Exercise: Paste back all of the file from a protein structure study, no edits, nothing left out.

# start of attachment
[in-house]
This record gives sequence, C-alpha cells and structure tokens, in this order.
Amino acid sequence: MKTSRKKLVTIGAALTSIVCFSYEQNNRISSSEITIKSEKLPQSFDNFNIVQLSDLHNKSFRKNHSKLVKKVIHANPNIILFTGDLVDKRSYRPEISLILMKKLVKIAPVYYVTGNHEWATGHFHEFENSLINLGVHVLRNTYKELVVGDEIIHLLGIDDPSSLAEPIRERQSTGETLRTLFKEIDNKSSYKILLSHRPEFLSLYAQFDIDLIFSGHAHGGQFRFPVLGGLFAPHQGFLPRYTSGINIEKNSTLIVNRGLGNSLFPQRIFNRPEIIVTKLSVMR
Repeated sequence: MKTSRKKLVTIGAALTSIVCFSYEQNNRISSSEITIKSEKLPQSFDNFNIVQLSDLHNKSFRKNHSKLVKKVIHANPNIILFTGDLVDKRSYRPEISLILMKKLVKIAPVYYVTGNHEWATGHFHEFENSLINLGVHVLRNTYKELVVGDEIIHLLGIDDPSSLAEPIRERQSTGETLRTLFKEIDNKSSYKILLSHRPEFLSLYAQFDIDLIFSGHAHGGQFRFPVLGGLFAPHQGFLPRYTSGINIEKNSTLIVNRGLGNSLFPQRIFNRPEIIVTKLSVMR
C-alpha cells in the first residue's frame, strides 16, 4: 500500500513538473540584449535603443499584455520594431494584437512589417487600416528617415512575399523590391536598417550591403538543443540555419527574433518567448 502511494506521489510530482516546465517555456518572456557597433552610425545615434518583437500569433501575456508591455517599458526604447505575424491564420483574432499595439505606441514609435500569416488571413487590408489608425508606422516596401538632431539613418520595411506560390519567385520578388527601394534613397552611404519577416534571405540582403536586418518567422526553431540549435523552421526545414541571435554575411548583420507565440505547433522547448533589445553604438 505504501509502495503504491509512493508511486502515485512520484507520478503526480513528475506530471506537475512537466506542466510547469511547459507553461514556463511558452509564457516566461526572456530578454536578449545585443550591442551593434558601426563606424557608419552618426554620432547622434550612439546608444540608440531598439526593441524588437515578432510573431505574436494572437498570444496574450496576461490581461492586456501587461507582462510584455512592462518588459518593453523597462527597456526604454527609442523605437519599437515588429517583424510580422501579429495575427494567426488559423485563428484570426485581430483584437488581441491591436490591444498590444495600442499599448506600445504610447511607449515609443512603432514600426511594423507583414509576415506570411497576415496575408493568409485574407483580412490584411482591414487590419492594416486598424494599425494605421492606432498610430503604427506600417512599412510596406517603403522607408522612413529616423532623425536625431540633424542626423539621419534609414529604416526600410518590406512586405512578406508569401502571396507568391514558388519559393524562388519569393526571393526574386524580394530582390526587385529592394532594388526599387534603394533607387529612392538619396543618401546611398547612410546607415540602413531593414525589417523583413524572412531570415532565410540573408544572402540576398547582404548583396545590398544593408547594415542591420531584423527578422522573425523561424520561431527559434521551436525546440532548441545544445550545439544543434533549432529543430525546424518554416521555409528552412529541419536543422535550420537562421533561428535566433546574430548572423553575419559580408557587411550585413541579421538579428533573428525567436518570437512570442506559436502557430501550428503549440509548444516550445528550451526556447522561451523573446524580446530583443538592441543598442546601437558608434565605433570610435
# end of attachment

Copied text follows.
[in-house]
This record gives sequence, C-alpha cells and structure tokens, in this order.
Amino acid sequence: MKTSRKKLVTIGAALTSIVCFSYEQNNRISSSEITIKSEKLPQSFDNFNIVQLSDLHNKSFRKNHSKLVKKVIHANPNIILFTGDLVDKRSYRPEISLILMKKLVKIAPVYYVTGNHEWATGHFHEFENSLINLGVHVLRNTYKELVVGDEIIHLLGIDDPSSLAEPIRERQSTGETLRTLFKEIDNKSSYKILLSHRPEFLSLYAQFDIDLIFSGHAHGGQFRFPVLGGLFAPHQGFLPRYTSGINIEKNSTLIVNRGLGNSLFPQRIFNRPEIIVTKLSVMR
Repeated sequence: MKTSRKKLVTIGAALTSIVCFSYEQNNRISSSEITIKSEKLPQSFDNFNIVQLSDLHNKSFRKNHSKLVKKVIHANPNIILFTGDLVDKRSYRPEISLILMKKLVKIAPVYYVTGNHEWATGHFHEFENSLINLGVHVLRNTYKELVVGDEIIHLLGIDDPSSLAEPIRERQSTGETLRTLFKEIDNKSSYKILLSHRPEFLSLYAQFDIDLIFSGHAHGGQFRFPVLGGLFAPHQGFLPRYTSGINIEKNSTLIVNRGLGNSLFPQRIFNRPEIIVTKLSVMR
C-alpha cells in the first residue's frame, strides 16, 4: 500500500513538473540584449535603443499584455520594431494584437512589417487600416528617415512575399523590391536598417550591403538543443540555419527574433518567448 502511494506521489510530482516546465517555456518572456557597433552610425545615434518583437500569433501575456508591455517599458526604447505575424491564420483574432499595439505606441514609435500569416488571413487590408489608425508606422516596401538632431539613418520595411506560390519567385520578388527601394534613397552611404519577416534571405540582403536586418518567422526553431540549435523552421526545414541571435554575411548583420507565440505547433522547448533589445553604438 505504501509502495503504491509512493508511486502515485512520484507520478503526480513528475506530471506537475512537466506542466510547469511547459507553461514556463511558452509564457516566461526572456530578454536578449545585443550591442551593434558601426563606424557608419552618426554620432547622434550612439546608444540608440531598439526593441524588437515578432510573431505574436494572437498570444496574450496576461490581461492586456501587461507582462510584455512592462518588459518593453523597462527597456526604454527609442523605437519599437515588429517583424510580422501579429495575427494567426488559423485563428484570426485581430483584437488581441491591436490591444498590444495600442499599448506600445504610447511607449515609443512603432514600426511594423507583414509576415506570411497576415496575408493568409485574407483580412490584411482591414487590419492594416486598424494599425494605421492606432498610430503604427506600417512599412510596406517603403522607408522612413529616423532623425536625431540633424542626423539621419534609414529604416526600410518590406512586405512578406508569401502571396507568391514558388519559393524562388519569393526571393526574386524580394530582390526587385529592394532594388526599387534603394533607387529612392538619396543618401546611398547612410546607415540602413531593414525589417523583413524572412531570415532565410540573408544572402540576398547582404548583396545590398544593408547594415542591420531584423527578422522573425523561424520561431527559434521551436525546440532548441545544445550545439544543434533549432529543430525546424518554416521555409528552412529541419536543422535550420537562421533561428535566433546574430548572423553575419559580408557587411550585413541579421538579428533573428525567436518570437512570442506559436502557430501550428503549440509548444516550445528550451526556447522561451523573446524580446530583443538592441543598442546601437558608434565605433570610435